FIGS. 1-11 are provided as examples only. At least some of the tasks may be performed in a different order than represented, performed concurrently, or altogether omitted. In addition, other tasks may also be included. Although in the above examples, the location-based permissions module 442 is implemented using software, in other examples it may be implemented using hardware (e.g., implemented using an FPGA) or a combination of hardware and software. Furthermore, although the above examples discuss withholding presentation of user interface components based on the location of the control device 230, in other examples user components may be only disabled. That is, the user interface components may remain visible to the user, but they may be rendered inactive when the control device 230 is not located in a region in the passenger compartment 210 where it is permitted to invoke instructions associated with the user interface components.

As discussed above, varying the operational capabilities of the control device 230 in dependence upon its location may enable the allocation of different privileges to different occupants of a vehicle. This concept may be applied particularly in mass transit applications. In such applications, the control device 230 may be used to provide different electronic services (e.g., playing movies, playing music, electronically requesting a drink or another amenity from wait staff) in dependence upon its location. For example, control devices that are located towards the front of an air plane (first class) may be permitted to play a greater selection of movies than devices located in the economy class portions of the plane. Similarly, control devices located only in the first-class section of the airplane, may be enabled to display a menu that allows their users to electronically order a drink. Accordingly, in instances where the control device 230 is used to render electronic services to mass transit passengers, the decision of whether a particular electronic service (e.g., playing movies at all, playing a particular movie, requesting a drink, or requesting another amenity) may be rendered by the control device 230 to a user may depend, at least in part, on the device's location. In such instances, the process 800 may be performed by a media server, a computing device used by wait staff to receive orders, or another similar device.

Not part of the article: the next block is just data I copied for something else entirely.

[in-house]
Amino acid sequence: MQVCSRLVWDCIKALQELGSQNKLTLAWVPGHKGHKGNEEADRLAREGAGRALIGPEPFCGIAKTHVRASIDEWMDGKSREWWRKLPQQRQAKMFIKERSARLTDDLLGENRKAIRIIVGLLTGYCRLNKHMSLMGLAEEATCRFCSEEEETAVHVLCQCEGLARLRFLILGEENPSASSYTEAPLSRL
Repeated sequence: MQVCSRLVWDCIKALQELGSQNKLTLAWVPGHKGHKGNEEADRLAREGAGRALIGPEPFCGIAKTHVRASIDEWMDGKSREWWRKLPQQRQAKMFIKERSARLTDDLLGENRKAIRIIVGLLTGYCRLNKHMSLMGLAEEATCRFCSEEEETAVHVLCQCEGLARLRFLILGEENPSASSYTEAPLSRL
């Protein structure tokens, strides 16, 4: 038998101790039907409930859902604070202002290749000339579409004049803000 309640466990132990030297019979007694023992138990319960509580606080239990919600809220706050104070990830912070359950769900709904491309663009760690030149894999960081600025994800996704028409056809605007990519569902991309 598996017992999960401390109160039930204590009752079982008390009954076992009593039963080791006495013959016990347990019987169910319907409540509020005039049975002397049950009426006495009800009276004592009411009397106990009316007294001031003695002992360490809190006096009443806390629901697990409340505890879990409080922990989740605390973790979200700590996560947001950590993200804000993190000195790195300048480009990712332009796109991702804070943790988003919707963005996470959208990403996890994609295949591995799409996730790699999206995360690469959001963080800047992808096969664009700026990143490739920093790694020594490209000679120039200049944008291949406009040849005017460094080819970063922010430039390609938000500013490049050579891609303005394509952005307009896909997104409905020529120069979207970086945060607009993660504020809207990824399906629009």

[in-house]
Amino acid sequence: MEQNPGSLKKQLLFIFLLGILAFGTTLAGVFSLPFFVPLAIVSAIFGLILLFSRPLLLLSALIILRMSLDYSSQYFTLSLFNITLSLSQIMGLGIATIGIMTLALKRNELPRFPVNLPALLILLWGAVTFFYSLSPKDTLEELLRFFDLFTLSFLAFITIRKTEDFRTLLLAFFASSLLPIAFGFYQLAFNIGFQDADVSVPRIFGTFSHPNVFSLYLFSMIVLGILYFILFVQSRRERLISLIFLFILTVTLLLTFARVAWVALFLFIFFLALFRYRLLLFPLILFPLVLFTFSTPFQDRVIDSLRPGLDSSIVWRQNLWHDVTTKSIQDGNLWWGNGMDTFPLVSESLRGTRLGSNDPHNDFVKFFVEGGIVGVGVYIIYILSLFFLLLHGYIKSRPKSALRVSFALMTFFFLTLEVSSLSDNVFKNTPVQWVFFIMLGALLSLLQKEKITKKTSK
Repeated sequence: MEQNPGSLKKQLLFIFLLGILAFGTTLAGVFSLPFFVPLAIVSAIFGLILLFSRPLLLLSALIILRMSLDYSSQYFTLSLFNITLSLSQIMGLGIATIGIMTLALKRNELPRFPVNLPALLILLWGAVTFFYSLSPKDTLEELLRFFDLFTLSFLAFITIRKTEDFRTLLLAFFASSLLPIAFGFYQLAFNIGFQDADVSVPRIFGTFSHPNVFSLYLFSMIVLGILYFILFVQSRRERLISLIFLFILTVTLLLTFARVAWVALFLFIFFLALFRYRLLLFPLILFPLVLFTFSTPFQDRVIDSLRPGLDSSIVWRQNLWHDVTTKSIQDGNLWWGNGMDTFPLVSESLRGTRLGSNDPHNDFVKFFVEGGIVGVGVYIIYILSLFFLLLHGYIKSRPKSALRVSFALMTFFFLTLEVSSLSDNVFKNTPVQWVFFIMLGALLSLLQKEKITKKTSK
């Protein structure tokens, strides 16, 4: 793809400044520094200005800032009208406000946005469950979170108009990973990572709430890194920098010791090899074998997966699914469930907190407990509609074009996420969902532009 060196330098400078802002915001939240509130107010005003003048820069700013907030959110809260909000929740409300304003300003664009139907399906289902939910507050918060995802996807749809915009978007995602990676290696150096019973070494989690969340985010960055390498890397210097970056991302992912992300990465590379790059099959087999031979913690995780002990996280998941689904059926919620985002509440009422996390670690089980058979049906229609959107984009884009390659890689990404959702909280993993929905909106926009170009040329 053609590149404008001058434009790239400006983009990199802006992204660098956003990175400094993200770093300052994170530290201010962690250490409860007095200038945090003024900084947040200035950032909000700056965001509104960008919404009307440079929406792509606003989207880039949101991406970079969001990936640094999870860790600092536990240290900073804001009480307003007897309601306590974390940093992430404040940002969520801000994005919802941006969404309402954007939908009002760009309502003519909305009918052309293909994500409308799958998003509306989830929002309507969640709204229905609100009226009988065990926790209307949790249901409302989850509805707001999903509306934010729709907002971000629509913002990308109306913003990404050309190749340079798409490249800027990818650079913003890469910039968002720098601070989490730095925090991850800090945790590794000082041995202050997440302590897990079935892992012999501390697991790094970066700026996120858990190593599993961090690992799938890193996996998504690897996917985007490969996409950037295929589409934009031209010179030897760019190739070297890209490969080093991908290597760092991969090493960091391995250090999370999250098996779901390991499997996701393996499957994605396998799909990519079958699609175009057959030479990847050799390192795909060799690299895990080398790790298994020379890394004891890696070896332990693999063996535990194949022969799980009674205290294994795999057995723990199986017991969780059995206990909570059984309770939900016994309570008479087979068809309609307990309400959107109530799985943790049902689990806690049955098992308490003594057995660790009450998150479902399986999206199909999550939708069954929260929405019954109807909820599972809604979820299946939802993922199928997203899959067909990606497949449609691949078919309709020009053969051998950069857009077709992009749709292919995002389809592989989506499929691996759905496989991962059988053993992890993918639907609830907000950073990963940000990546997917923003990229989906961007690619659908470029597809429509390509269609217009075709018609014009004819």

As these and other variations and combinations of the features discussed above can be utilized without departing from the subject matter as defined by the claims, the foregoing description of exemplary aspects should be taken by way of illustration rather than by way of limitation of the subject matter as defined by the claims. It will also be understood that the provision of the examples described herein (as well as clauses phrased as “such as,” “e.g.”, “including” and the like) should not be interpreted as limiting the claimed subject matter to the specific examples; rather, the examples are intended to illustrate only some of many possible aspects.

Claims (16)

The invention claimed is:
1. A method comprising: